When bad behavior is rewarded it continues.  Imagine a child screaming and ranting in a grocery store and the parent rewards them with candy to shut them up.  The same thing happens when grownup children rant and get their own way in board meetings or at home.  Bad behavior is like an addiction – and if we reward the abuser for outbursts (by giving in) we are enabling the behavior to continue.  Easier said than done especially when the other person is a spouse, a boss, a family member or a friend.  It is easier to avoid them or to give in to keep the peace.

I fell for this too many times in my lifetime and today I avoid these people when I can, and if I cannot, I work hard to realize that I am not responsible or a trigger for their outbursts. Still, no one including me, wants to be covered by verbal diarrhea or hit in the face with fireworks – and then be blamed for causing it.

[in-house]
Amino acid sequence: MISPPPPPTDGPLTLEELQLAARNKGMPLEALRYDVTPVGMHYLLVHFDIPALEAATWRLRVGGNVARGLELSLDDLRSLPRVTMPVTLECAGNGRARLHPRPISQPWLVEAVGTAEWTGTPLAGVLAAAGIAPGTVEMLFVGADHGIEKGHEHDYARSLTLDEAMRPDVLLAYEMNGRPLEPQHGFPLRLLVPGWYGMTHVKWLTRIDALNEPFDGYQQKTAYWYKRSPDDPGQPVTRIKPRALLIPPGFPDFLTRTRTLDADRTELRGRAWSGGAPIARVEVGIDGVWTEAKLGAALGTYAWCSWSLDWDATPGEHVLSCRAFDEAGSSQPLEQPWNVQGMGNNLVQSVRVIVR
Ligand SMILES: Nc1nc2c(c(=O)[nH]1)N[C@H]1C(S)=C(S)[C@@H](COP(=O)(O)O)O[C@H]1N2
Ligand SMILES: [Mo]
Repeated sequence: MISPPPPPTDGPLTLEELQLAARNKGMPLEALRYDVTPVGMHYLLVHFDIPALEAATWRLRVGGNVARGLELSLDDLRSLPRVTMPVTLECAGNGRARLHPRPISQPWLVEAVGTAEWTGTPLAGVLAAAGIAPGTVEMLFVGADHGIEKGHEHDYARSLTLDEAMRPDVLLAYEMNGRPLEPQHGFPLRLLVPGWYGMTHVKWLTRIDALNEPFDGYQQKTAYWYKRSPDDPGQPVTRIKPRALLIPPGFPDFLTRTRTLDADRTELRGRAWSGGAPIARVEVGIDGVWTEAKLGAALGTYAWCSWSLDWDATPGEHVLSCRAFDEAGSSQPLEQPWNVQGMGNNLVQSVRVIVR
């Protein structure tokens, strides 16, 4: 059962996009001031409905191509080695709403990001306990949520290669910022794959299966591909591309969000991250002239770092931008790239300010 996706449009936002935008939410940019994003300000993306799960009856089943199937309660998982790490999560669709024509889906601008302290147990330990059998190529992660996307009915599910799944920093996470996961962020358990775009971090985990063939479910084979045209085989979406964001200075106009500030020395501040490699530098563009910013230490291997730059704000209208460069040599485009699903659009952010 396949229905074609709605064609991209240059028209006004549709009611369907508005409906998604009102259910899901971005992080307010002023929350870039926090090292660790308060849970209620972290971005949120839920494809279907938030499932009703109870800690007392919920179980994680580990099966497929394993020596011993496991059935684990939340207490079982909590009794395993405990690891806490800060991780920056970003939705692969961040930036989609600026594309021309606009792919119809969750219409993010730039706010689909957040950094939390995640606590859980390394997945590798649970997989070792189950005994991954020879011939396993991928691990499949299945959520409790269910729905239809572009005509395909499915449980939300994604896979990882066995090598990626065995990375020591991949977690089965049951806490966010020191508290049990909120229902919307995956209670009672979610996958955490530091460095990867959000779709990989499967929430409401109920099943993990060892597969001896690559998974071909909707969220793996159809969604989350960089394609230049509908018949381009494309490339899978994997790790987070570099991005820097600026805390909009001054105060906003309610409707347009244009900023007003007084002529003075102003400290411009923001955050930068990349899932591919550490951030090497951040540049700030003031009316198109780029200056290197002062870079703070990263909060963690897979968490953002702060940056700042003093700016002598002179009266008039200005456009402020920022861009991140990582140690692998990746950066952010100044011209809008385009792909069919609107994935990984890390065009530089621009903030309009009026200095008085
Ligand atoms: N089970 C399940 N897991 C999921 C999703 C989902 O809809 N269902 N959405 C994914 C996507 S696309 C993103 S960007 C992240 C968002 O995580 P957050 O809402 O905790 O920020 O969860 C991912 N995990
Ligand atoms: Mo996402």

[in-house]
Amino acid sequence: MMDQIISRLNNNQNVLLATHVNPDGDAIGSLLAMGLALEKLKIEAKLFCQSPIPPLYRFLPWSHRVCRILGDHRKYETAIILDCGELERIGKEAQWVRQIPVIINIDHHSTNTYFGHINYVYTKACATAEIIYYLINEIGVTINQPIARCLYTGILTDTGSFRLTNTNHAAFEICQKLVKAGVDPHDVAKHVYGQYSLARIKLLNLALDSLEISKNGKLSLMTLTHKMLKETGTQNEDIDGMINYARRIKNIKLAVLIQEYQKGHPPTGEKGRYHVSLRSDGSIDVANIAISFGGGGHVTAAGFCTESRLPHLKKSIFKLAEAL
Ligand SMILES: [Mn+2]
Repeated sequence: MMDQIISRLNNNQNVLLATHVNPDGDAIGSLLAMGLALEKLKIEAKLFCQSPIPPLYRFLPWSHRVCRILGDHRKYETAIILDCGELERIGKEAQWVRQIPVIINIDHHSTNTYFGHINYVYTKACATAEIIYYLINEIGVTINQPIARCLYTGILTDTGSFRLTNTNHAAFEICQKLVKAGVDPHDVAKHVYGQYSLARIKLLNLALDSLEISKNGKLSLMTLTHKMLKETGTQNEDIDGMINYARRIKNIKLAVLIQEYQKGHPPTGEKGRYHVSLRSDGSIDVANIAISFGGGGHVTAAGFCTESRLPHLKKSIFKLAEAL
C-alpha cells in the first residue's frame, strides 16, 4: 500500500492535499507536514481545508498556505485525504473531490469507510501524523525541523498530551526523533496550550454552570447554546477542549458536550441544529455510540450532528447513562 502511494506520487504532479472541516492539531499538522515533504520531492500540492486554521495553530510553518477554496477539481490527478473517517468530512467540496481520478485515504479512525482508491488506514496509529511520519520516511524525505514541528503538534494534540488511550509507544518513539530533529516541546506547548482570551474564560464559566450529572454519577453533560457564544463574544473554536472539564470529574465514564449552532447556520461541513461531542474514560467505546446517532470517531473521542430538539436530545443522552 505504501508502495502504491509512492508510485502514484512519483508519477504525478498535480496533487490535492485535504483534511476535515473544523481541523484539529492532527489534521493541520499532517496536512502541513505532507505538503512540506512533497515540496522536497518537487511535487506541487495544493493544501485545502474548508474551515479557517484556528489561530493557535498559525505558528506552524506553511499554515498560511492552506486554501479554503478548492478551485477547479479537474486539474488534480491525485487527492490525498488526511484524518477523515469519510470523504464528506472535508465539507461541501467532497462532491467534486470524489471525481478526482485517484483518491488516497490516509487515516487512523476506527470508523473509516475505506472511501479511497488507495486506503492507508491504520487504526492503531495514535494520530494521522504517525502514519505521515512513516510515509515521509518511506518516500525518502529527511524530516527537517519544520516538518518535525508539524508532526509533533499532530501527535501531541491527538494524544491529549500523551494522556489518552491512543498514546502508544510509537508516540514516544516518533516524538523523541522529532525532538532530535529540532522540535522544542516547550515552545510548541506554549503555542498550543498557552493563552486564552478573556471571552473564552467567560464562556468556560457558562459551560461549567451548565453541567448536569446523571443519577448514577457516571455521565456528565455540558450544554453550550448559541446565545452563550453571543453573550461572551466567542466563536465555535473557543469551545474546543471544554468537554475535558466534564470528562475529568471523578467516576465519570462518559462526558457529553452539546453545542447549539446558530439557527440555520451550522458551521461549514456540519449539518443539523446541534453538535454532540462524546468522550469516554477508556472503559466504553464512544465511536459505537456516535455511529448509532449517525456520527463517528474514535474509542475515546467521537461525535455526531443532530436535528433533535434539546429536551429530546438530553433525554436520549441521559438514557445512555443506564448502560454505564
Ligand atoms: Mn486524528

Can you identify with these “walking on eggshell people” I meet or hear about from others?

Fireworks are fun to watch - if they are celebratory!

  • At work I used to work with a guy who huffed and puffed and got red when anyone challenged his authority as a self-appointed expert. Sometimes he even exploded in a room full of people!  I am grateful I no longer have to work with this person.  He eventually named his company after his first name (narcissistic), brags about his religious devotion, yet continues to huff and puff and literally explode when anyone disagrees with him. He is over 65 so one would think he’d have met his match by now, but executives and peers simply watch him pontificate and back away before the fireworks begin.